AUSTIN (AP) — The electric distribution grid operator for most of Texas says that a federal mandate to slash carbon emissions nationwide would shut down far fewer coal-fired plants than originally estimated.READ MORE: Gardening 101: Flowering Shrubs Provide Spring-Like Color During Cold Winter
In a report released Friday the Electric Reliability Council of Texas says that 4,000 megawatts of coal-fired power, or one in four plants, would shut down. This is a sharp decrease from last November when the operator predicted almost half of the state’s coal fleet would shutter.READ MORE: Arlington Investigators Searching For Hit-And-Run Driver Who Seriously Injured Pedestrian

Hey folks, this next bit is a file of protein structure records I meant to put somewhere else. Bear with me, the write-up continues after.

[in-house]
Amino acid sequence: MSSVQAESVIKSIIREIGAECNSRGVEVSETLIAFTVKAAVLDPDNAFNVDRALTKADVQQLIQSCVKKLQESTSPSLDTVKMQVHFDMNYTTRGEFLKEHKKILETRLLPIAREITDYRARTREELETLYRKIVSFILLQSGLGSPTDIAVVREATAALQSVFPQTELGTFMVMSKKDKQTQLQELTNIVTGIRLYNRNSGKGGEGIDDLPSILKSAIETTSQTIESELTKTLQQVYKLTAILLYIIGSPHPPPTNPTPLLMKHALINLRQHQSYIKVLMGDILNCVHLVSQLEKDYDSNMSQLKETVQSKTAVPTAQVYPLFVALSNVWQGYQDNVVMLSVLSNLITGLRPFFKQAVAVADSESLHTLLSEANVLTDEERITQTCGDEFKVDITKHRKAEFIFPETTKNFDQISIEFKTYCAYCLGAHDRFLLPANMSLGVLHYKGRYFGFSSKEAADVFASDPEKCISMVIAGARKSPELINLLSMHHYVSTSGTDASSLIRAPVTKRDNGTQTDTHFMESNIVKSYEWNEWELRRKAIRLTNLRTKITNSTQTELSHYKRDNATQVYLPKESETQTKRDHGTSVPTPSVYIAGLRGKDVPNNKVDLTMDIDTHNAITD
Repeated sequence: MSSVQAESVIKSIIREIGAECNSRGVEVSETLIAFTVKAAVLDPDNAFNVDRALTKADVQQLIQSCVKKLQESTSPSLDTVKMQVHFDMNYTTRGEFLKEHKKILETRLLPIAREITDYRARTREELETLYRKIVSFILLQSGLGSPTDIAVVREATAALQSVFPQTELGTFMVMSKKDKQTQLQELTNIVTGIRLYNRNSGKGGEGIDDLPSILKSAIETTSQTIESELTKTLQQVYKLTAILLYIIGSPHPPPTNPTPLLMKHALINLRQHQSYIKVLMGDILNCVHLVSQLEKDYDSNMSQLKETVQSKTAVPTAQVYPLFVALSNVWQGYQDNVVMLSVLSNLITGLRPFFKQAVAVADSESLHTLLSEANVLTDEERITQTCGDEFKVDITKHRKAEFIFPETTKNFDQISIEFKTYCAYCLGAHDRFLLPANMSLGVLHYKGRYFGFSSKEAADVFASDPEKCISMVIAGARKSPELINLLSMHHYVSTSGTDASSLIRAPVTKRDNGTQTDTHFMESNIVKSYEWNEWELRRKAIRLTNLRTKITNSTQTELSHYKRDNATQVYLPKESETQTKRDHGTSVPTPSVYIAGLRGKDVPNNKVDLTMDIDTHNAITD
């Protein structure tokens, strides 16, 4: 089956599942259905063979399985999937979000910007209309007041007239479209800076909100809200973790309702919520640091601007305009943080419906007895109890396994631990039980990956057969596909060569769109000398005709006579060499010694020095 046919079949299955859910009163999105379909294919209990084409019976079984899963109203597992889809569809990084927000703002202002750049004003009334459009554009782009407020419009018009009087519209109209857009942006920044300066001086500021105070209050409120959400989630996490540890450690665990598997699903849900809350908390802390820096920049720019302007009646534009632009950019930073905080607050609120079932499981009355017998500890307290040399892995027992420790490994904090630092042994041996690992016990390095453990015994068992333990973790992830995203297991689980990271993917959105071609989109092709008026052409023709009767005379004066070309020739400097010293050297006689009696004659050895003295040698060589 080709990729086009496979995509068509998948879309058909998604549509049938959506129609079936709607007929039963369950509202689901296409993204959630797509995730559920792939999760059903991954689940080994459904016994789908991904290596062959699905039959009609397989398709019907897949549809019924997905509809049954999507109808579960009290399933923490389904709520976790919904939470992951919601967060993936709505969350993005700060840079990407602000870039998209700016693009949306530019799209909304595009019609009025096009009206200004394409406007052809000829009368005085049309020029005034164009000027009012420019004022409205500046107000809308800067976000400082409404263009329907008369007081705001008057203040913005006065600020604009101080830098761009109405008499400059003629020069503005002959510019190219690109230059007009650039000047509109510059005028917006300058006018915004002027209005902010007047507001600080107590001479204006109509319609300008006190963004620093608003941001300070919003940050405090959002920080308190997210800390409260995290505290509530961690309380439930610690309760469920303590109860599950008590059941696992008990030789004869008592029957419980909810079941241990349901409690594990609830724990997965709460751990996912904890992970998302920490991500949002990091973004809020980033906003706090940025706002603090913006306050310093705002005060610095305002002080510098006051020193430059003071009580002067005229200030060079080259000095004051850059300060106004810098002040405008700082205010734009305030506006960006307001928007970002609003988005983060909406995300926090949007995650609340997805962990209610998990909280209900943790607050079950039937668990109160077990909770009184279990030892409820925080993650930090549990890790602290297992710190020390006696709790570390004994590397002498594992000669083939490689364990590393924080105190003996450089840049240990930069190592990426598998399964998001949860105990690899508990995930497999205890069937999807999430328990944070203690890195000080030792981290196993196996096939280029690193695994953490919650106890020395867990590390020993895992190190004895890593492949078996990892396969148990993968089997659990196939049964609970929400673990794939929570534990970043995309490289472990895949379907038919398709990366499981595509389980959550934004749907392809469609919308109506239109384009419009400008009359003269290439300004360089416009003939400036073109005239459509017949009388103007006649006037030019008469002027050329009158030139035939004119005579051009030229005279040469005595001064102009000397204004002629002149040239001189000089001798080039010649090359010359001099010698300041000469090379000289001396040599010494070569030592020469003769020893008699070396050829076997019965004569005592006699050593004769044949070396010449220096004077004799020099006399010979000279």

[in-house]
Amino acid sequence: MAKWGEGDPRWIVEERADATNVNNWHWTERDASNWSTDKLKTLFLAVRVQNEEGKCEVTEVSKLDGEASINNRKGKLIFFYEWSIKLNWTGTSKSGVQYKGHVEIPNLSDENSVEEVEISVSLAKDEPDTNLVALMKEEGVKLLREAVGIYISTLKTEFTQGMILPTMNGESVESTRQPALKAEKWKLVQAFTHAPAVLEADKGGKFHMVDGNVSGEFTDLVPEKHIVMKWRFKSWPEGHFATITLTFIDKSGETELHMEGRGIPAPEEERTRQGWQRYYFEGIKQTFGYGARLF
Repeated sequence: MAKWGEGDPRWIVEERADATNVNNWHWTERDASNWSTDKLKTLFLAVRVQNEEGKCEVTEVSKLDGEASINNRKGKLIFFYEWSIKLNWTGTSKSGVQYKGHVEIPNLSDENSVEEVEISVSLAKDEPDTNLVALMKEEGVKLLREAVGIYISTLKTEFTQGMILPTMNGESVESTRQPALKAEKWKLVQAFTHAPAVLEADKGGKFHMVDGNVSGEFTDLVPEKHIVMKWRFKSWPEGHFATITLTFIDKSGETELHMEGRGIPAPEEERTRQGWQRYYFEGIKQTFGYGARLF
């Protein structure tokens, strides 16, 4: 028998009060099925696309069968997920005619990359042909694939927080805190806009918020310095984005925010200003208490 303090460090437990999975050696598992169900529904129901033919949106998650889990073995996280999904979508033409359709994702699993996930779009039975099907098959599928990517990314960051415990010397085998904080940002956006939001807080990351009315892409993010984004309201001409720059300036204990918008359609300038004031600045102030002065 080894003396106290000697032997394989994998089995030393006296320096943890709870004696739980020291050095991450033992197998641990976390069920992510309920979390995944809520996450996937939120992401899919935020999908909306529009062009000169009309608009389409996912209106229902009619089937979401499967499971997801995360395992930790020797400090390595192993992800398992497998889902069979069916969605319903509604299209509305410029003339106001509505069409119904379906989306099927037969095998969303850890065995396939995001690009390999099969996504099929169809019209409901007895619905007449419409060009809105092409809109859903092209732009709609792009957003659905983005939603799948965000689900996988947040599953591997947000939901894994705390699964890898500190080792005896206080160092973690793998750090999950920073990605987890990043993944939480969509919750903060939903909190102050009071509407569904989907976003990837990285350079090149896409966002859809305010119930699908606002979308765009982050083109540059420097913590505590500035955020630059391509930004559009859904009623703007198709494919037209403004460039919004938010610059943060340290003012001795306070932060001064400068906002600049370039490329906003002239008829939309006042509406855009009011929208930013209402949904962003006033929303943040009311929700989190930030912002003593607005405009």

Last year’s analysis was based on a proposed version of a rule which has since been revised with less stringent goals and extended deadlines for compliance.
It would cost the ERCOT system $1 per ton of carbon dioxide to meet the 2022 goals, which could increase retail prices by as much as 16 percent.MORE NEWS: Two People Detained After Security Threats At Denton Schools
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